reflections related to disability advocacy, family and (needed) cultural change
Wednesday, September 23, 2009
Messages in The Madness
For several years I have worked with a woman who is both an excellent nurse and really good company. She also has a tendency to mix metaphors and create malapropisms that stick with me for years after I hear them.
One of the first I remember was when she was pretty sure about her opinion of a situation, but not COMPLETELY sure. She told me "not to hold her to it with a fine tooth comb." Now I would never have thought to hold anyone to anything with a fine tooth comb... but I do now. So be careful around me and hair tools.
Another time she was suspicious that someone at work had ulterior motives (which I am sure they did.) She told me to be careful because "there's something wet in the water." Of course, everything in water is wet, but I did not mention this to her--wouldn't dare!
But my favorite by far is her frequent assertion that there's a "message to her madness."
She's distorted a phrase, but it isn't really a bad idea.
When dealing with all the chaos: the kids, the meetings, the policy issues, the opportunities, the barriers, the rest of your life, etc, etc, etc... it is a good idea to have a few guiding principles--some message in the madness.
A consistent (though not rigid) set of beliefs can be very helpful... though they can lead to surprising places.
I went to a conference when Jenn was a baby where the speaker taught us all to ask "Where does this lead?" about the big and little decisions we would face in our daughter's life.
So when we consider doing things for our daughter or showing her how to do them herself we try to ask...
When we choose activities...
When we teach and discipline...
When we make plans...
And when we choose programs...
When we advocate personally and systemically...
This year, for the first time, we have chosen a special education program at a special education school for my daughter rather than having her included in our local school for her program. This was an agonizing decision for me--completely shocking in fact, but in the end it was the question "Where does this lead?" that cleared the path.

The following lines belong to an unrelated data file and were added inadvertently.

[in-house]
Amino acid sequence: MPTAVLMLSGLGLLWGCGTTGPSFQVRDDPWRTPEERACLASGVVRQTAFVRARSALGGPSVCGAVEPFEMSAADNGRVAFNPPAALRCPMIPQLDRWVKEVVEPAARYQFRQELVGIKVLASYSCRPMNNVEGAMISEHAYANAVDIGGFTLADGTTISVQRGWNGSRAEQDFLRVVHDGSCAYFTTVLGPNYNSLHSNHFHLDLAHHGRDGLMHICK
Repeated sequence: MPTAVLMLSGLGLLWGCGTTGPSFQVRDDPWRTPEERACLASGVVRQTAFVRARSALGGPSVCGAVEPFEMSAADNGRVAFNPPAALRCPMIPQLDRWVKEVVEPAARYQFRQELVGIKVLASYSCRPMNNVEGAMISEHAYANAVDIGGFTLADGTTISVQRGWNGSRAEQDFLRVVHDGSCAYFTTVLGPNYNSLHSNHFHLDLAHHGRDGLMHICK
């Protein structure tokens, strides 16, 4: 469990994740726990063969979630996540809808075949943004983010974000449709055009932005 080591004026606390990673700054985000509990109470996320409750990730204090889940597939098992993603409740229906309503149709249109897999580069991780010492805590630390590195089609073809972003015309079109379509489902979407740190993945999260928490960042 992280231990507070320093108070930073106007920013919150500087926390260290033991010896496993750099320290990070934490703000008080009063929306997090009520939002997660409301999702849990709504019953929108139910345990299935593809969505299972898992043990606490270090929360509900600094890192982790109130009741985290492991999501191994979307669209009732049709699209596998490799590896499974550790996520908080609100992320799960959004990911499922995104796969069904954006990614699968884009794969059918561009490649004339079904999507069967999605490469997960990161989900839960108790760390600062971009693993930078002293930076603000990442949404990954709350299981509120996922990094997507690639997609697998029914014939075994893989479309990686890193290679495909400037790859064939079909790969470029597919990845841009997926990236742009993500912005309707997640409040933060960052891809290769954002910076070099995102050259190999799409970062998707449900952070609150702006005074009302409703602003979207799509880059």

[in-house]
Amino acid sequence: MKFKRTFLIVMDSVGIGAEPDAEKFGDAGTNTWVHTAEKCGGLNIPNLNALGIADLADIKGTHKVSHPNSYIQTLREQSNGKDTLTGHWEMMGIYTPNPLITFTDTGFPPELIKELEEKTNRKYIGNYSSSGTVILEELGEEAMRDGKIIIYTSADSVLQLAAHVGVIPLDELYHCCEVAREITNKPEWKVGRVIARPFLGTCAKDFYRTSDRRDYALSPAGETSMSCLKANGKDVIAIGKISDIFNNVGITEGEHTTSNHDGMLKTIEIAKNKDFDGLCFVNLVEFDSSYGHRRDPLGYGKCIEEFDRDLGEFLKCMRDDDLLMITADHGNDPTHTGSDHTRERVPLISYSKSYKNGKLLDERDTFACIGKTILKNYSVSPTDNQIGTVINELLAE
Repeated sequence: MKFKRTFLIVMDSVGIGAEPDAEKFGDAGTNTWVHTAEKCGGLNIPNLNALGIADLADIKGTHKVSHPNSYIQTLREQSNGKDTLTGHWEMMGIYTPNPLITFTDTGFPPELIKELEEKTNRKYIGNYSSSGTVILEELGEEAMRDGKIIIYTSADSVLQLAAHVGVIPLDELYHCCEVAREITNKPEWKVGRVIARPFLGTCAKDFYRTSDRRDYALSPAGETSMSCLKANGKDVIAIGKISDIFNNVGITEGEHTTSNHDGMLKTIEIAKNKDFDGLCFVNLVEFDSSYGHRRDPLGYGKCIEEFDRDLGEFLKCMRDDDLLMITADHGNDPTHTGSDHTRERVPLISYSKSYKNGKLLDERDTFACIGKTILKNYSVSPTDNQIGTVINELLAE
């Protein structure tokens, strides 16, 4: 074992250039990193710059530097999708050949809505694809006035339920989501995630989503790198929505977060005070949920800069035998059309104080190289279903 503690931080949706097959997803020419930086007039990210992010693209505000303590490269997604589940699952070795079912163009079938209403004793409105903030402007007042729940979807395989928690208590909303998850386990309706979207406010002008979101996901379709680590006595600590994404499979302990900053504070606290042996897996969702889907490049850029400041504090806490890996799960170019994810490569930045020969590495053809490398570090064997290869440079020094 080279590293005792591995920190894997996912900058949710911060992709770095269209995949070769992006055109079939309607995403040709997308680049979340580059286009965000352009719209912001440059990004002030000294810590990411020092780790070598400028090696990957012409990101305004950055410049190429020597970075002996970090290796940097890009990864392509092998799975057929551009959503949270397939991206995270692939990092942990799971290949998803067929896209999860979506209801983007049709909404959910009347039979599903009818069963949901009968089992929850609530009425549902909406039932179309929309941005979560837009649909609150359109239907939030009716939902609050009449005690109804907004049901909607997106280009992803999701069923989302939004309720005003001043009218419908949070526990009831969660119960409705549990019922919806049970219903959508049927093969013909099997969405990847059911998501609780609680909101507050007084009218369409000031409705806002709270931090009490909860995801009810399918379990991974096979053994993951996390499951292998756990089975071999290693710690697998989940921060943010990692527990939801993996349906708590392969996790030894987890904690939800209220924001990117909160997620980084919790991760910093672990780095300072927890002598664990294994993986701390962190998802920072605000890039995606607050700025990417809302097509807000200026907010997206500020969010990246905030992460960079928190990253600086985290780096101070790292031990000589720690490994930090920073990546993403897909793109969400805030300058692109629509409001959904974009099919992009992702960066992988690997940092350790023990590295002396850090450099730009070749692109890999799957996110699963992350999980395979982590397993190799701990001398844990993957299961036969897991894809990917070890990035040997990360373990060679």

As we looked at our local high school and looked at the other possibilities available in our community we came to the reluctant realization that she would actually be more sheltered and less independent at our high school than at the special education school.
Our vision for our daughter's eventual life based on her own interests and choices (and not on any system's offerings, rules or shortcomings) has not changed. Her sense of herself as independent is crucial to this vision so we made our choice accordingly.
(And if that proves wrong we will change it!! Trust me on this.)
She started there this summer. She likes it and it seems to be going well...
The message stays the same, but the path? That twists and turns. It's madness!
I am the mother of three, wife of one. I am a Partners in Policymaking graduate and a committed disability advocate. I want to catch up on my scrapbooking, learn more about art-journaling, get my house in order, read all the books I have set aside to read and change the world--not necessarily in that order. The opinions in this blog are my own and not those of any of employers.